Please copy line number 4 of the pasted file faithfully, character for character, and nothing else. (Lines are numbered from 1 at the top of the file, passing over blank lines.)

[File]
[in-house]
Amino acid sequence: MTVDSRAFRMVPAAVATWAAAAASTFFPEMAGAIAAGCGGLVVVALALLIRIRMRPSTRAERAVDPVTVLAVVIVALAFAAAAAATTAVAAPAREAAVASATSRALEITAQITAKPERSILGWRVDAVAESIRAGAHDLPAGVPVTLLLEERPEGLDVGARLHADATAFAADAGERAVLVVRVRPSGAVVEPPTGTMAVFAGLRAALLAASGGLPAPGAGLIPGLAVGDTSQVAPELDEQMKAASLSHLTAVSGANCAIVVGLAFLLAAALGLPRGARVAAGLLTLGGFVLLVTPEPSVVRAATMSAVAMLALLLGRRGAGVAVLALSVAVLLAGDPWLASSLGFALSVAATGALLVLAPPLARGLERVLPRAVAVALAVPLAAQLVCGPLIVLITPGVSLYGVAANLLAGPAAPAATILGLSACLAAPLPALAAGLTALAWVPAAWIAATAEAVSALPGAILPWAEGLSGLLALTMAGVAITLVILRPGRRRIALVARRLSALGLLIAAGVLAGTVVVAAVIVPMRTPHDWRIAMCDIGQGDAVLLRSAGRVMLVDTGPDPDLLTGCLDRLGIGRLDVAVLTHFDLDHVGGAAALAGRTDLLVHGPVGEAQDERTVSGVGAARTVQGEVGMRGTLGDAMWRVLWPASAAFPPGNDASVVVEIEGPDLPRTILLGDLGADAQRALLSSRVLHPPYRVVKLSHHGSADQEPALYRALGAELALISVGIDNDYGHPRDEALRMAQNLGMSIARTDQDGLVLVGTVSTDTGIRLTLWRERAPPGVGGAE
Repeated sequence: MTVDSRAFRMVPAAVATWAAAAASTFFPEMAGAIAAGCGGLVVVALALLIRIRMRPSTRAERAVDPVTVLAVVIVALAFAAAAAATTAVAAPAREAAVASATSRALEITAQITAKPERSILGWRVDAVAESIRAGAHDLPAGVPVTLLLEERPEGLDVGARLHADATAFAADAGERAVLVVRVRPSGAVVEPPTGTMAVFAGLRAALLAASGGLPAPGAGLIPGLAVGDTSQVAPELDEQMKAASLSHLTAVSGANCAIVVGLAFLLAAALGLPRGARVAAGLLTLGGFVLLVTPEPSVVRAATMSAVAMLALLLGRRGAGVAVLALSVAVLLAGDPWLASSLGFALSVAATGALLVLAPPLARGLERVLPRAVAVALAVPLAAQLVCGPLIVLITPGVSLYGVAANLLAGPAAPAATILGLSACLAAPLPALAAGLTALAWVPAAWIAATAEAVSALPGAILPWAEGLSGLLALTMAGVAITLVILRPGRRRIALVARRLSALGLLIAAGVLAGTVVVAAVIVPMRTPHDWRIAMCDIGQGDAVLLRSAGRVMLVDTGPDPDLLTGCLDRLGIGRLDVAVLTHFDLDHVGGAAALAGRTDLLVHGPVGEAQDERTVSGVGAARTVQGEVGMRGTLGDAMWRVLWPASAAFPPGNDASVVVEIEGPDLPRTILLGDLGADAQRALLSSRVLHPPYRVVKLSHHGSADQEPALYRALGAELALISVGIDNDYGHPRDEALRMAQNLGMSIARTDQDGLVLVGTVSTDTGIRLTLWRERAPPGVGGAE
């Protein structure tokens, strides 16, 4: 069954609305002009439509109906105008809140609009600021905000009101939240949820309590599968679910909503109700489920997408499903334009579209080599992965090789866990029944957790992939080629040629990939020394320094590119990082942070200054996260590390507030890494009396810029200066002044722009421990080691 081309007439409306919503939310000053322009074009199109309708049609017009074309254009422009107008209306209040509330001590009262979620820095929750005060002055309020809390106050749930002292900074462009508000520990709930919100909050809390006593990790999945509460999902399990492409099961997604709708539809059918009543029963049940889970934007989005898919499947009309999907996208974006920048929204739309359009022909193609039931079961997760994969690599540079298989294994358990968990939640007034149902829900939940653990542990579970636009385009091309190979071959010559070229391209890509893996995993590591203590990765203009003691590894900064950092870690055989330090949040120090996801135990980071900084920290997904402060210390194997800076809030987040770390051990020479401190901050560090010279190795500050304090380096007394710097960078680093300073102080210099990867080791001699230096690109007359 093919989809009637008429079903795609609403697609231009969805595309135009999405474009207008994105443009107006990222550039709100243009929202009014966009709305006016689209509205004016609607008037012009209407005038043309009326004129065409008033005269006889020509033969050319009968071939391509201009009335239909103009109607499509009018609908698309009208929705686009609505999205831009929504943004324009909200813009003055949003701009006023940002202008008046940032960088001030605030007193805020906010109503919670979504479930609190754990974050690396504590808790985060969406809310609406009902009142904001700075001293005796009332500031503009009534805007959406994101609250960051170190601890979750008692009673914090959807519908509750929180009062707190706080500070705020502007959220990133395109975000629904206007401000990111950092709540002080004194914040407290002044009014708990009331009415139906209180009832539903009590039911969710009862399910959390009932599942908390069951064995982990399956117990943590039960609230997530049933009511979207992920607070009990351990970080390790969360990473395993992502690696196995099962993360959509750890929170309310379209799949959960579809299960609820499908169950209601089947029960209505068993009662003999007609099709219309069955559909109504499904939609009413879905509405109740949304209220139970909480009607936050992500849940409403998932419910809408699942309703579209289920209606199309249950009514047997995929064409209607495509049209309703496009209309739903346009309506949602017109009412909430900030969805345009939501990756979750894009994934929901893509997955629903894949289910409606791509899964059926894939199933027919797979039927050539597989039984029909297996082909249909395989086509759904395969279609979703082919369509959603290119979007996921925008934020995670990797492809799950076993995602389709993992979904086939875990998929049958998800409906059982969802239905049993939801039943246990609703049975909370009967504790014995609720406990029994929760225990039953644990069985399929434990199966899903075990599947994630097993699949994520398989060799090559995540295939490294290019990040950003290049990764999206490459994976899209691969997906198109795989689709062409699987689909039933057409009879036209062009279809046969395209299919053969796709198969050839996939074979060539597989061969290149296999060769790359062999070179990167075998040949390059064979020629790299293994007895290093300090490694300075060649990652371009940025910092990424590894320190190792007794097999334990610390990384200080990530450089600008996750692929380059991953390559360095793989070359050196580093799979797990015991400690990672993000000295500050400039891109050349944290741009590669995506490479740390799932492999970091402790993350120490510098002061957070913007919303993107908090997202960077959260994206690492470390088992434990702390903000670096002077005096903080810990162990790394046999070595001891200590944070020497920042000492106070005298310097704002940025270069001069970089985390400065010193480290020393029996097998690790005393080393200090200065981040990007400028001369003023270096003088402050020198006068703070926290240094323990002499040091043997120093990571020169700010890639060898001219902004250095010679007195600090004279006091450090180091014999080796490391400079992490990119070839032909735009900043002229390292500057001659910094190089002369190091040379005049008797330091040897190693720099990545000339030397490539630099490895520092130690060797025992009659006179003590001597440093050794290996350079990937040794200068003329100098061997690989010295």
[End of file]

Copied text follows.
């Protein structure tokens, strides 16, 4: 069954609305002009439509109906105008809140609009600021905000009101939240949820309590599968679910909503109700489920997408499903334009579209080599992965090789866990029944957790992939080629040629990939020394320094590119990082942070200054996260590390507030890494009396810029200066002044722009421990080691 081309007439409306919503939310000053322009074009199109309708049609017009074309254009422009107008209306209040509330001590009262979620820095929750005060002055309020809390106050749930002292900074462009508000520990709930919100909050809390006593990790999945509460999902399990492409099961997604709708539809059918009543029963049940889970934007989005898919499947009309999907996208974006920048929204739309359009022909193609039931079961997760994969690599540079298989294994358990968990939640007034149902829900939940653990542990579970636009385009091309190979071959010559070229391209890509893996995993590591203590990765203009003691590894900064950092870690055989330090949040120090996801135990980071900084920290997904402060210390194997800076809030987040770390051990020479401190901050560090010279190795500050304090380096007394710097960078680093300073102080210099990867080791001699230096690109007359 093919989809009637008429079903795609609403697609231009969805595309135009999405474009207008994105443009107006990222550039709100243009929202009014966009709305006016689209509205004016609607008037012009209407005038043309009326004129065409008033005269006889020509033969050319009968071939391509201009009335239909103009109607499509009018609908698309009208929705686009609505999205831009929504943004324009909200813009003055949003701009006023940002202008008046940032960088001030605030007193805020906010109503919670979504479930609190754990974050690396504590808790985060969406809310609406009902009142904001700075001293005796009332500031503009009534805007959406994101609250960051170190601890979750008692009673914090959807519908509750929180009062707190706080500070705020502007959220990133395109975000629904206007401000990111950092709540002080004194914040407290002044009014708990009331009415139906209180009832539903009590039911969710009862399910959390009932599942908390069951064995982990399956117990943590039960609230997530049933009511979207992920607070009990351990970080390790969360990473395993992502690696196995099962993360959509750890929170309310379209799949959960579809299960609820499908169950209601089947029960209505068993009662003999007609099709219309069955559909109504499904939609009413879905509405109740949304209220139970909480009607936050992500849940409403998932419910809408699942309703579209289920209606199309249950009514047997995929064409209607495509049209309703496009209309739903346009309506949602017109009412909430900030969805345009939501990756979750894009994934929901893509997955629903894949289910409606791509899964059926894939199933027919797979039927050539597989039984029909297996082909249909395989086509759904395969279609979703082919369509959603290119979007996921925008934020995670990797492809799950076993995602389709993992979904086939875990998929049958998800409906059982969802239905049993939801039943246990609703049975909370009967504790014995609720406990029994929760225990039953644990069985399929434990199966899903075990599947994630097993699949994520398989060799090559995540295939490294290019990040950003290049990764999206490459994976899209691969997906198109795989689709062409699987689909039933057409009879036209062009279809046969395209299919053969796709198969050839996939074979060539597989061969290149296999060769790359062999070179990167075998040949390059064979020629790299293994007895290093300090490694300075060649990652371009940025910092990424590894320190190792007794097999334990610390990384200080990530450089600008996750692929380059991953390559360095793989070359050196580093799979797990015991400690990672993000000295500050400039891109050349944290741009590669995506490479740390799932492999970091402790993350120490510098002061957070913007919303993107908090997202960077959260994206690492470390088992434990702390903000670096002077005096903080810990162990790394046999070595001891200590944070020497920042000492106070005298310097704002940025270069001069970089985390400065010193480290020393029996097998690790005393080393200090200065981040990007400028001369003023270096003088402050020198006068703070926290240094323990002499040091043997120093990571020169700010890639060898001219902004250095010679007195600090004279006091450090180091014999080796490391400079992490990119070839032909735009900043002229390292500057001659910094190089002369190091040379005049008797330091040897190693720099990545000339030397490539630099490895520092130690060797025992009659006179003590001597440093050794290996350079990937040794200068003329100098061997690989010295």